Loreto Playground

Loreto Playground

This text is part of Parks’ Historical Signs Project and can be found posted within the park.

This playground honors Alfred Loreto (1902-1950), slain New York City Police Officer. On the evening of July 21, 1950, Loreto, off-duty, was standing near his home on Hering Avenue in the Morris Park section of the Bronx when he saw two men with guns kidnapping a neighbor. Loreto pursued the two escaping gunmen, rescued the victim, but lost his life to a bullet. The following year, a playground opened near the scene of the shooting, and the community asked Parks to name the park for Alfred Loreto. Through local law, on October 11, 1951, Parks complied with the request.

Morris Park Avenue, Tomlinson Avenue, Van Nest Avenue and Haight Avenue form the boundaries of the park, which stands on the site of the Woodmansten Inn, the former mansion of the Pearsall Family. In the 1920’s, the Inn became a roadhouse presenting music by the great performers of the era - Helen Morgan for one. It burned down in the 1930’s. Another section of the park was once the grandstand of the fabled Morris Park Racetrack built in 1888 when John A. Morris (1836-1895) acquired land in the Morris Park area. The complex included a racetrack, stables, and a five-story clubhouse in the style of a Pompeiian villa. At its peak, it was the most fashionable attraction in the Bronx. It closed in 1904.

The City of New York acquired the real estate for development in 1907. In July 1908, the Aeronautic Society of New York began to lease the racetrack from the City and used it to hold the world's first public air meet. The airfield remained in operation through December 1910, after which the land was divided into 3,019 lots and auctioned off. Private homes began appearing, and Morris Park developed into the residential area it is today.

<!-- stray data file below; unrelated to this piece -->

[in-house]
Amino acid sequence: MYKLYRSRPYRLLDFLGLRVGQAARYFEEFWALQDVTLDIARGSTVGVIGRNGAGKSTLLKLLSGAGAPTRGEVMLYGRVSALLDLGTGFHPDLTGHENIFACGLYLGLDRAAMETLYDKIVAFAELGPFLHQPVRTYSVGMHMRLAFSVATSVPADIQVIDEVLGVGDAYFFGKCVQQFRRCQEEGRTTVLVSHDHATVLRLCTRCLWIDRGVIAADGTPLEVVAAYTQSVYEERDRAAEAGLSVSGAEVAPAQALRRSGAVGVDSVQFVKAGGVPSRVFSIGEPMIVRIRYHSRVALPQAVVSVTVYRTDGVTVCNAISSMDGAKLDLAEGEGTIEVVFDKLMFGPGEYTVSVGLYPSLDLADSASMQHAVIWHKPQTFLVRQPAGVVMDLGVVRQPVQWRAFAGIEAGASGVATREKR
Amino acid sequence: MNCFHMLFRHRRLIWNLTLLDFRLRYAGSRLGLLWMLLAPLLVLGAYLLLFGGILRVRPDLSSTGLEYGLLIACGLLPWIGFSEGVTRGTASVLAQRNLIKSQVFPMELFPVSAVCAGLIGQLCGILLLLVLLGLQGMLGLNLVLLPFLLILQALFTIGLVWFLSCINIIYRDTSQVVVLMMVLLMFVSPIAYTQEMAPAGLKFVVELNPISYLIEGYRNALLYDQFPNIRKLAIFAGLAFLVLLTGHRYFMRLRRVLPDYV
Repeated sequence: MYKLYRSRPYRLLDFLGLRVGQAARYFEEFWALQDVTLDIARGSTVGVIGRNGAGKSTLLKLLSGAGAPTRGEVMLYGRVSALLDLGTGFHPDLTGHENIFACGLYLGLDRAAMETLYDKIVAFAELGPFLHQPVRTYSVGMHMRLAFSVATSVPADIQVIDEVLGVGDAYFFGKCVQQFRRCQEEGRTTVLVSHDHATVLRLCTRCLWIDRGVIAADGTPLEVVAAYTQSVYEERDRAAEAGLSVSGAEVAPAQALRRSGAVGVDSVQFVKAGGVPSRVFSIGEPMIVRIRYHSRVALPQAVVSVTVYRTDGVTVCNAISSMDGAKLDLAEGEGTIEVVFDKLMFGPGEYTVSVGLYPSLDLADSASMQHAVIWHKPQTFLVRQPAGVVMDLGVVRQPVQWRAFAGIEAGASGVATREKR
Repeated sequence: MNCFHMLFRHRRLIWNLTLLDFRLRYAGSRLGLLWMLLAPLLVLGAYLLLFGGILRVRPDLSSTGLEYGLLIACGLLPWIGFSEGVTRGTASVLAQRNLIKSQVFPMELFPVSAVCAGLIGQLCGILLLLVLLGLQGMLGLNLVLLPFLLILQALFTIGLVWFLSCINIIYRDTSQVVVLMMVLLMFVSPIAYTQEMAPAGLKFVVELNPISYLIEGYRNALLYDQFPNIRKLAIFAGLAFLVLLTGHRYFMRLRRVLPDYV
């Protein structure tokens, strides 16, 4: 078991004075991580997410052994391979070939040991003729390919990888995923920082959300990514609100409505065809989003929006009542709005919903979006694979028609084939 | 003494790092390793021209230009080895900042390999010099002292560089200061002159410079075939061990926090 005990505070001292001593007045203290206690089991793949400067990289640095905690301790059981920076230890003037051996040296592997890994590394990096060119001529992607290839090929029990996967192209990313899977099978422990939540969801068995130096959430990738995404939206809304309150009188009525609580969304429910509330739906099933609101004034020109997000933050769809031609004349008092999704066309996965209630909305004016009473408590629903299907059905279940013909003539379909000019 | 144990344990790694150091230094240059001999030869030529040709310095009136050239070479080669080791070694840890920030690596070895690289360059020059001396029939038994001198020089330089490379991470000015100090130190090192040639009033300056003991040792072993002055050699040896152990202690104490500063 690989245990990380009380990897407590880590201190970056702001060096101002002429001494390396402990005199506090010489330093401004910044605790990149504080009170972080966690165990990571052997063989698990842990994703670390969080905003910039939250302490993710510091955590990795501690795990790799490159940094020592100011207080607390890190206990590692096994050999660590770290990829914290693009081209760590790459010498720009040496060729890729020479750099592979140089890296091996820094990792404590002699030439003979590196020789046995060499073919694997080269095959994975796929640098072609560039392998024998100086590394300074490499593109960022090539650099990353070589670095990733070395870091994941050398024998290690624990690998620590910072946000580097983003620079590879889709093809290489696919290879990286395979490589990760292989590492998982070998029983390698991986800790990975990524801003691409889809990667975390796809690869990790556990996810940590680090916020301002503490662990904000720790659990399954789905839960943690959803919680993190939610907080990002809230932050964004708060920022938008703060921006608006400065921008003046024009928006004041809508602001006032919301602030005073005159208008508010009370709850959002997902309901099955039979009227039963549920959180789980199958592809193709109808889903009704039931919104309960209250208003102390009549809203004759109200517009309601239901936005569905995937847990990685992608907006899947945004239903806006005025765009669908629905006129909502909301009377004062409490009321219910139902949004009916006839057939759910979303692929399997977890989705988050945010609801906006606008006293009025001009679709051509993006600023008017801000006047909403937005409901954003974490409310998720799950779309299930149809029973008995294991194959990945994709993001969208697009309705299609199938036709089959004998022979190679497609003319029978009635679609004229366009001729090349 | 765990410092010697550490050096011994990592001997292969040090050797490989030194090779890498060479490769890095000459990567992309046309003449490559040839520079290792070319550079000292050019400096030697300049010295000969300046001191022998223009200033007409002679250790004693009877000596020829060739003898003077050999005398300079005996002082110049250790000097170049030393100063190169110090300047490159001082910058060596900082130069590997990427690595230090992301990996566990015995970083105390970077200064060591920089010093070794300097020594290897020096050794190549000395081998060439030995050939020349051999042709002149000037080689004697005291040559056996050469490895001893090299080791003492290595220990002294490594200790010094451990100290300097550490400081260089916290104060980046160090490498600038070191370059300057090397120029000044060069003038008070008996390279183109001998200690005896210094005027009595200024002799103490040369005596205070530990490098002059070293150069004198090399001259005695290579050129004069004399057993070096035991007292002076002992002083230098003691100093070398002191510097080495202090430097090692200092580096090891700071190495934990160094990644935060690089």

The City of New York acquired the property for Loreto Park by condemnation for park purposes in October 1949. This community playground includes a baseball field, roller hockey rink, a bocce court, basketball courts, and handball courts. Also featured are a sprinkler and several elephant animal art sculptures.

A 1988 capital restoration project costing $445,000 installed lighting in the playground that marked the beginning of nighttime baseball here. In September 1997, a renovation of the play equipment and playground surfaces was completed with $100,000 in funds provided by Council Member Michael DeMarco. Mayor Rudolph W. Giuliani funded a $16,881 resurfacing of the roller hockey rink in time for the beginning of the 2000 hockey season.

In 1985, at a ceremony commemorating the 35th anniversary of Loreto's courageous act, a plaque was installed in the playground honoring Alfred Loreto and all other New York City police officers who died in the line of duty.

Directions to Loreto Playground

  • Loreto Playground

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